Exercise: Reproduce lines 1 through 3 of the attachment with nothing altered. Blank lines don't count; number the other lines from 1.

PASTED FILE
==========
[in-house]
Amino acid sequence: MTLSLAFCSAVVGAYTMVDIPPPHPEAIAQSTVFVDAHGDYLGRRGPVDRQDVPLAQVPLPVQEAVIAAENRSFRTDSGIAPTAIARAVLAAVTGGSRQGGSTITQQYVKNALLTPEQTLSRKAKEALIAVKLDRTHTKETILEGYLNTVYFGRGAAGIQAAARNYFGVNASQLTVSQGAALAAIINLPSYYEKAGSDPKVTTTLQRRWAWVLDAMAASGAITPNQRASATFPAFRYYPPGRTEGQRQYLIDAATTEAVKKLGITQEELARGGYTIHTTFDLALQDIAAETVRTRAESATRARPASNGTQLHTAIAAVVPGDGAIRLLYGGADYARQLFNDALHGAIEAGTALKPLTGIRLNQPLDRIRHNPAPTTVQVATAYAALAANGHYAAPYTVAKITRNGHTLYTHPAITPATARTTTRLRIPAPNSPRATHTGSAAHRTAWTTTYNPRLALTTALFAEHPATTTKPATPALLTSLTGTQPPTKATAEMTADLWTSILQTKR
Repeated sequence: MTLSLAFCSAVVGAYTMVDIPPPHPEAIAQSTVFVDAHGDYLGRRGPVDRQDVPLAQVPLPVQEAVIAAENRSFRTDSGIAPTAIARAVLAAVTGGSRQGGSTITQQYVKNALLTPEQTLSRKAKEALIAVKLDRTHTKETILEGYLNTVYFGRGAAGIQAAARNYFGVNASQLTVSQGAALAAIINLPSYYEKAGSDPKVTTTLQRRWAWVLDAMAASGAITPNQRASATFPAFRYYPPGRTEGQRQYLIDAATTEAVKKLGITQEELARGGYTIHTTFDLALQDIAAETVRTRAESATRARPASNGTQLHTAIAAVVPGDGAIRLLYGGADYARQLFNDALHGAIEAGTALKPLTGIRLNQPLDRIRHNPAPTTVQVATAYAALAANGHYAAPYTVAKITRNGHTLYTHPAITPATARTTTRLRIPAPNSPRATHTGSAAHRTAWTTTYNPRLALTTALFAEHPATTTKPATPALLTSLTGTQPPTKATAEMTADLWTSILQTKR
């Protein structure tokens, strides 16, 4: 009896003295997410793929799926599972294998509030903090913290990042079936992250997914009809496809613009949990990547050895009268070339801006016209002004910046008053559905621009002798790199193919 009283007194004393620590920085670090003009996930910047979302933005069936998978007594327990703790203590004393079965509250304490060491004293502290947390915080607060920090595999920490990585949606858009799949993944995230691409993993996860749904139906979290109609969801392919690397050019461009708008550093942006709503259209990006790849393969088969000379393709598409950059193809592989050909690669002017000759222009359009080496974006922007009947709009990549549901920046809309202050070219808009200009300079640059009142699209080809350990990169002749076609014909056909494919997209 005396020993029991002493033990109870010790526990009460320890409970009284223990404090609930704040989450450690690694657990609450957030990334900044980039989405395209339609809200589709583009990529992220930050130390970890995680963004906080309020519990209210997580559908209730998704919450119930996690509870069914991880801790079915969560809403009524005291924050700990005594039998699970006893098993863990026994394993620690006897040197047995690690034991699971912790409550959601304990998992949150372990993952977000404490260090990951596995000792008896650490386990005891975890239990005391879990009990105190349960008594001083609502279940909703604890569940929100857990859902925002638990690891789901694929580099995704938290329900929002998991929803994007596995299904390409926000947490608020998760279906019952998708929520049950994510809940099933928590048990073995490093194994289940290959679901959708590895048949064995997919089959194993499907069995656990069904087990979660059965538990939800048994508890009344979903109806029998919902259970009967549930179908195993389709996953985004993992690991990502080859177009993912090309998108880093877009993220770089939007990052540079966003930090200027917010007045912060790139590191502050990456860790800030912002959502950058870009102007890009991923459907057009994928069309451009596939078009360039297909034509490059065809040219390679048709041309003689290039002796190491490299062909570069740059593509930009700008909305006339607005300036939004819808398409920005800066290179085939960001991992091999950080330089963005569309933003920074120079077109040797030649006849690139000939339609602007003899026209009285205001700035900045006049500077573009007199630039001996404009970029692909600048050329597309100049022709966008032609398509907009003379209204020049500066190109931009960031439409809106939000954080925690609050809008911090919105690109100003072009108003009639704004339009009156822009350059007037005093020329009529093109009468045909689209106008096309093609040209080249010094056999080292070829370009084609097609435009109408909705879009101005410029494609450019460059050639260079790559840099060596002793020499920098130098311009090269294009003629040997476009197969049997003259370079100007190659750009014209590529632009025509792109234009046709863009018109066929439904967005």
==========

[in-house]
Amino acid sequence: MTLSLAFCSAVVGAYTMVDIPPPHPEAIAQSTVFVDAHGDYLGRRGPVDRQDVPLAQVPLPVQEAVIAAENRSFRTDSGIAPTAIARAVLAAVTGGSRQGGSTITQQYVKNALLTPEQTLSRKAKEALIAVKLDRTHTKETILEGYLNTVYFGRGAAGIQAAARNYFGVNASQLTVSQGAALAAIINLPSYYEKAGSDPKVTTTLQRRWAWVLDAMAASGAITPNQRASATFPAFRYYPPGRTEGQRQYLIDAATTEAVKKLGITQEELARGGYTIHTTFDLALQDIAAETVRTRAESATRARPASNGTQLHTAIAAVVPGDGAIRLLYGGADYARQLFNDALHGAIEAGTALKPLTGIRLNQPLDRIRHNPAPTTVQVATAYAALAANGHYAAPYTVAKITRNGHTLYTHPAITPATARTTTRLRIPAPNSPRATHTGSAAHRTAWTTTYNPRLALTTALFAEHPATTTKPATPALLTSLTGTQPPTKATAEMTADLWTSILQTKR
Repeated sequence: MTLSLAFCSAVVGAYTMVDIPPPHPEAIAQSTVFVDAHGDYLGRRGPVDRQDVPLAQVPLPVQEAVIAAENRSFRTDSGIAPTAIARAVLAAVTGGSRQGGSTITQQYVKNALLTPEQTLSRKAKEALIAVKLDRTHTKETILEGYLNTVYFGRGAAGIQAAARNYFGVNASQLTVSQGAALAAIINLPSYYEKAGSDPKVTTTLQRRWAWVLDAMAASGAITPNQRASATFPAFRYYPPGRTEGQRQYLIDAATTEAVKKLGITQEELARGGYTIHTTFDLALQDIAAETVRTRAESATRARPASNGTQLHTAIAAVVPGDGAIRLLYGGADYARQLFNDALHGAIEAGTALKPLTGIRLNQPLDRIRHNPAPTTVQVATAYAALAANGHYAAPYTVAKITRNGHTLYTHPAITPATARTTTRLRIPAPNSPRATHTGSAAHRTAWTTTYNPRLALTTALFAEHPATTTKPATPALLTSLTGTQPPTKATAEMTADLWTSILQTKR